Archbishop Welby Detects an Ecumenical Spring

Archbishop Justin Welby delivers his address during the opening of John Moorman Memorial Library exhibition at the Anglican Centre in Rome. | Neil Turner/Lambeth Palace

By Andrew Grosso

During a brief address at the Anglican Centre in Rome on September 30, the Archbishop of Canterbury expressed confidence about ecumenical dialogue.

“We are not in an ecumenical winter,” Archbishop Justin Welby said. “We are in a spring.”

The archbishop, who was in Rome to pray with Pope Francis at the start of the Vatican’s Synod on Synodality, made his remarks at the opening of Sharing Treasures and Inspiration, an exhibition celebrating the 50-year legacy of the center’s John Moorman Library.

The archbishop suggested the exhibition related a story that begins with the prayer of Jesus that his disciples would be one (John 17:20-21), continues through the pain caused by divisions within the church, and the hope that emerges from efforts to overcome those divisions. The story looks to a future in which the members of Christ’s body serve one another and together serve the world in his name.

John Moorman played a decisive role in the history of the Anglican Centre. During his tenure as the Bishop of Ripon, Moorman attended the Second Vatican Council and later served as chairman of the working group that led to the Anglican-Roman Catholic International Commission. The center is in many ways an outgrowth of Moorman’s work as an ecumenist, and the exhibition sought to highlight his contributions — not only to dialogue and cooperation between Christian traditions but to Anglican ecclesiology, Franciscan studies, and church history.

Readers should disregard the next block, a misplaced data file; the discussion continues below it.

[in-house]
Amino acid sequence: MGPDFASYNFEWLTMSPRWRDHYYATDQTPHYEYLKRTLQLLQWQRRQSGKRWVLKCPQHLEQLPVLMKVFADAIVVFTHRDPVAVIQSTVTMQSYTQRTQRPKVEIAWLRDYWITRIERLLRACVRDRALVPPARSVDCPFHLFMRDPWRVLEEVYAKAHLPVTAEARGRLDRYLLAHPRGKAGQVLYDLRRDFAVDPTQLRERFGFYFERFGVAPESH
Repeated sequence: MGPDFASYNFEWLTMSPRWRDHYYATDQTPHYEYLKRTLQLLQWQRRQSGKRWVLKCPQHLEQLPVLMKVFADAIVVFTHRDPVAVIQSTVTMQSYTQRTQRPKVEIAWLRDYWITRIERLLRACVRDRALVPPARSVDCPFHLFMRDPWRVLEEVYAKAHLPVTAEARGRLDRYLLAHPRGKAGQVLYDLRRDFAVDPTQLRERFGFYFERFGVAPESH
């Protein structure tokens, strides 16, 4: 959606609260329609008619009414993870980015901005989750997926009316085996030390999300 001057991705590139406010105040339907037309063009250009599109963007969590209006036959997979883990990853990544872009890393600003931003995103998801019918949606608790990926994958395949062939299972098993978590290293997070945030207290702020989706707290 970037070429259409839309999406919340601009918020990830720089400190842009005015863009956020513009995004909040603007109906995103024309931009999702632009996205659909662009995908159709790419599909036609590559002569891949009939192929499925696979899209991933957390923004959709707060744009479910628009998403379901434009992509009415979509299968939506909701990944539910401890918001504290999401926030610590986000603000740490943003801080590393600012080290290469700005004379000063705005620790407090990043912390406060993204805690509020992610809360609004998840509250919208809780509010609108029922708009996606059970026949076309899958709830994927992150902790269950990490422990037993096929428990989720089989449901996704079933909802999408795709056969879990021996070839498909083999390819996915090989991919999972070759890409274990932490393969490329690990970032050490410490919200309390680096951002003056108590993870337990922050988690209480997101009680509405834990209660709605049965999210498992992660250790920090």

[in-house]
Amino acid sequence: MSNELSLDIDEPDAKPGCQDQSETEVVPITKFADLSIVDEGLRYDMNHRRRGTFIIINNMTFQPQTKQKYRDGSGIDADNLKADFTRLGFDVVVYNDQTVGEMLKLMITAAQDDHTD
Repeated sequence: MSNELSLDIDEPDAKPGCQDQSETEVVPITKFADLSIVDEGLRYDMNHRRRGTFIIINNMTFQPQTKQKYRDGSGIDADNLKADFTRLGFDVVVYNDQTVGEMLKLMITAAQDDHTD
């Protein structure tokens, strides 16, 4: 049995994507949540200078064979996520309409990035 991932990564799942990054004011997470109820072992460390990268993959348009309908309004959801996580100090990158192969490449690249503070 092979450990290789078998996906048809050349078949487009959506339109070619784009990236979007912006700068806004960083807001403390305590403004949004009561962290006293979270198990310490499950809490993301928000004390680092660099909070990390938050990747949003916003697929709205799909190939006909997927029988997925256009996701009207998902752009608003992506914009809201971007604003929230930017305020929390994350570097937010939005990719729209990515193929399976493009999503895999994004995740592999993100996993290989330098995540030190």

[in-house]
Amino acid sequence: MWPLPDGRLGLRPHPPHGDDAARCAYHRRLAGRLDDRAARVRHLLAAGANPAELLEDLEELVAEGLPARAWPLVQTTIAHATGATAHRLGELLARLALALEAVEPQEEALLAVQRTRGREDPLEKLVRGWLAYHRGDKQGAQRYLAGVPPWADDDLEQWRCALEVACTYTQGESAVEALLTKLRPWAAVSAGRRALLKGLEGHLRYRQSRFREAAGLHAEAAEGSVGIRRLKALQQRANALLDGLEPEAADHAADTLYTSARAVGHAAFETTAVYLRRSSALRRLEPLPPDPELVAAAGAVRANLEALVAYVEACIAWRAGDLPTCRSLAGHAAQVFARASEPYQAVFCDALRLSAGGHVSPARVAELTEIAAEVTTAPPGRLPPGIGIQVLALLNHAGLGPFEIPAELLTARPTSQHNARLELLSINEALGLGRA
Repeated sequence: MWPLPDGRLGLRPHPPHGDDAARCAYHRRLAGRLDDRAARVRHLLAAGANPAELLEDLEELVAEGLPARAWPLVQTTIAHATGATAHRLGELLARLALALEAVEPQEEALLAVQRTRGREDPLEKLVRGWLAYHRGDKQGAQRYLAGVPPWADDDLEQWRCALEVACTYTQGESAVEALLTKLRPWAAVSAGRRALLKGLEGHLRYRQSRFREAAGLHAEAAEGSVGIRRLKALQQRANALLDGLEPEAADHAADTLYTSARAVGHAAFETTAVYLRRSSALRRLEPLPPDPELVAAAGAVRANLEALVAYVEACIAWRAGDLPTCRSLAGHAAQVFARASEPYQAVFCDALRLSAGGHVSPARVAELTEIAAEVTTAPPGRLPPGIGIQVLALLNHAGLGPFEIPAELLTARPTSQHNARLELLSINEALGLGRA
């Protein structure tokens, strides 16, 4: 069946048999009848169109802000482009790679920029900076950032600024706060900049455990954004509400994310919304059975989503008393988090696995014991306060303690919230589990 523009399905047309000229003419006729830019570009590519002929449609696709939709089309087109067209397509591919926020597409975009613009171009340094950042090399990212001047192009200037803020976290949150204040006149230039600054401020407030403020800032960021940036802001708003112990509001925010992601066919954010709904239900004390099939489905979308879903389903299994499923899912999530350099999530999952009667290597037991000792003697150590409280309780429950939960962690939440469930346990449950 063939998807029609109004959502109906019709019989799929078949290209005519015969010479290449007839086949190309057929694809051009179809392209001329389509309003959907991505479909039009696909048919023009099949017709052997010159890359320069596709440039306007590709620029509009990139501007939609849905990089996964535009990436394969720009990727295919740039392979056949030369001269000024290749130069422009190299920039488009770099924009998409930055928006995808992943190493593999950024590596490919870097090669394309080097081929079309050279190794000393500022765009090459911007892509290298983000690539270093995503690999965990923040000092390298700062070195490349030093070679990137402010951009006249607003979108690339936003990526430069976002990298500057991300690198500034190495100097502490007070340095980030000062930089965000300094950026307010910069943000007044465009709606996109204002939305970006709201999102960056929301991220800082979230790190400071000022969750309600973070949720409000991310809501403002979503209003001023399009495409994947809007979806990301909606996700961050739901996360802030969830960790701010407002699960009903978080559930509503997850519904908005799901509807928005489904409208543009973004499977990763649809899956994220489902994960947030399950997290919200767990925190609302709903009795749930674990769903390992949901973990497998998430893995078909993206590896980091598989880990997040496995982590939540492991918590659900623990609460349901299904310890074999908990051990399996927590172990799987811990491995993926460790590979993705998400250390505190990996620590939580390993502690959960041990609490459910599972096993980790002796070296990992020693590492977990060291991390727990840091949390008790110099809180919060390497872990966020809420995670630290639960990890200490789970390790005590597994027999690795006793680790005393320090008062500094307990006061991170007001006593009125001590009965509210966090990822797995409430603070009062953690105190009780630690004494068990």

Bishop John Moorman visits with Pope Paul VI during the Second Vatican Council. | The Vatican

The center’s director, the Most Rev. Ian Ernest, described the exhibition as an effort to bear witness to Anglicanism’s unique way of expressing “what it means to be a follower of Jesus,” both in the past and today.

In his remarks at the exhibition’s opening, Ernest highlighted the ways the exhibition and the center embody Anglicanism’s commitment to Christian unity and cooperative mission and ministry in and to the world. The exhibition was intended to raise the profile of the center as a place of prayer, study, dialogue, and pilgrimage.

The exhibition was supported by several other institutions, including the Lambeth Palace Library, Gladstone’s Library in Hawarden, North Wales, the Venerable English College in Rome, the Centro Pro Unione in Rome, and Friends of Ripon Cathedral.

The Rev. Andrew Grosso is senior associate for worship and discipleship at St. Michael and All Angels Episcopal Church, Dallas.


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